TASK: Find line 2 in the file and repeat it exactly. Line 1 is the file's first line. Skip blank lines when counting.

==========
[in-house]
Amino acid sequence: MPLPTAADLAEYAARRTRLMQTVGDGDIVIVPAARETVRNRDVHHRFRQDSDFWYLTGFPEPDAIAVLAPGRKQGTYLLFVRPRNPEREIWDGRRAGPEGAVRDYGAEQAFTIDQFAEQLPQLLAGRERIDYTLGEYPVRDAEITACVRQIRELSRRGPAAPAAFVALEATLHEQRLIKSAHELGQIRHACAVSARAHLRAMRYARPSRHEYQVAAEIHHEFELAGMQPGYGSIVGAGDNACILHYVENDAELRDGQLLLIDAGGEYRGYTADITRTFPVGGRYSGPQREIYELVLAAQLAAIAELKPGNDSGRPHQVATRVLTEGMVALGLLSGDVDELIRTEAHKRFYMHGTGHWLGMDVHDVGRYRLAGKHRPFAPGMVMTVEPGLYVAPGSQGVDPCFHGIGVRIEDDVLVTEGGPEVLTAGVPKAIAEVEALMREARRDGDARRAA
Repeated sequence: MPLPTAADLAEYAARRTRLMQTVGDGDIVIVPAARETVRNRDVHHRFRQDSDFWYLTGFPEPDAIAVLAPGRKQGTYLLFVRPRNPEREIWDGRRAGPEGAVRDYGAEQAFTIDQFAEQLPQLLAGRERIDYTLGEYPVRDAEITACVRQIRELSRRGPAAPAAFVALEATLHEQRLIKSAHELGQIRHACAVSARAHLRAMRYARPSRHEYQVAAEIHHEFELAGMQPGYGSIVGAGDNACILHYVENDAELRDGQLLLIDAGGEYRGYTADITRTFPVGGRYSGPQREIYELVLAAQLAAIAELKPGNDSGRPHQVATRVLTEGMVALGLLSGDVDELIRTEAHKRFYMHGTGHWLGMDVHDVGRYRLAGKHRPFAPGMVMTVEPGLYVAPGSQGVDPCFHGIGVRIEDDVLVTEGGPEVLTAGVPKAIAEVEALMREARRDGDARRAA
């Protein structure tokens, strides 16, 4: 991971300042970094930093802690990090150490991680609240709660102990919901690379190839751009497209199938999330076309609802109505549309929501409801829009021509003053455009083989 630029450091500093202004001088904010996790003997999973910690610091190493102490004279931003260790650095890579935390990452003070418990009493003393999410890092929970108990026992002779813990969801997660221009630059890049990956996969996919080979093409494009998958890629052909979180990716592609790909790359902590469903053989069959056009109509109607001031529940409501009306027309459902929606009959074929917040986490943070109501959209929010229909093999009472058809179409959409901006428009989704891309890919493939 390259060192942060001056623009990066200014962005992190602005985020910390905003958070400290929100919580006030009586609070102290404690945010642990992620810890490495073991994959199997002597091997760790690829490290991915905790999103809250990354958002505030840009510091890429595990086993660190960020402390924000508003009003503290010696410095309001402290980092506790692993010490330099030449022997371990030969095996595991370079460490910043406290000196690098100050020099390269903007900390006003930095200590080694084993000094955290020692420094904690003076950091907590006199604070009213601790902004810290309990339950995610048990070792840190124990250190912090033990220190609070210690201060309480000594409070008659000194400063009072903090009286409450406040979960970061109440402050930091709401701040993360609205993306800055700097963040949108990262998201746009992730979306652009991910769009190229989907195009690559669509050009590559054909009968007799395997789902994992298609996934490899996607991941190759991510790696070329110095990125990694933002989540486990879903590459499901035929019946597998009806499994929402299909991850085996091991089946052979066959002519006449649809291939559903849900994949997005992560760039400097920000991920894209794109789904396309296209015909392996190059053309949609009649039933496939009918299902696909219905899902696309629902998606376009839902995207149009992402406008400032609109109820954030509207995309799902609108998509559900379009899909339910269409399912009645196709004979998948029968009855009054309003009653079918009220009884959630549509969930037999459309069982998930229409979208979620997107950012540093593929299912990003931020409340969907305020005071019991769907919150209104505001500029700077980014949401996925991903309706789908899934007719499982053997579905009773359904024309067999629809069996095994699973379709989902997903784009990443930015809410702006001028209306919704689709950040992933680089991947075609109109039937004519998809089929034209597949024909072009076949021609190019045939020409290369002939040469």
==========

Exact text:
Amino acid sequence: MPLPTAADLAEYAARRTRLMQTVGDGDIVIVPAARETVRNRDVHHRFRQDSDFWYLTGFPEPDAIAVLAPGRKQGTYLLFVRPRNPEREIWDGRRAGPEGAVRDYGAEQAFTIDQFAEQLPQLLAGRERIDYTLGEYPVRDAEITACVRQIRELSRRGPAAPAAFVALEATLHEQRLIKSAHELGQIRHACAVSARAHLRAMRYARPSRHEYQVAAEIHHEFELAGMQPGYGSIVGAGDNACILHYVENDAELRDGQLLLIDAGGEYRGYTADITRTFPVGGRYSGPQREIYELVLAAQLAAIAELKPGNDSGRPHQVATRVLTEGMVALGLLSGDVDELIRTEAHKRFYMHGTGHWLGMDVHDVGRYRLAGKHRPFAPGMVMTVEPGLYVAPGSQGVDPCFHGIGVRIEDDVLVTEGGPEVLTAGVPKAIAEVEALMREARRDGDARRAA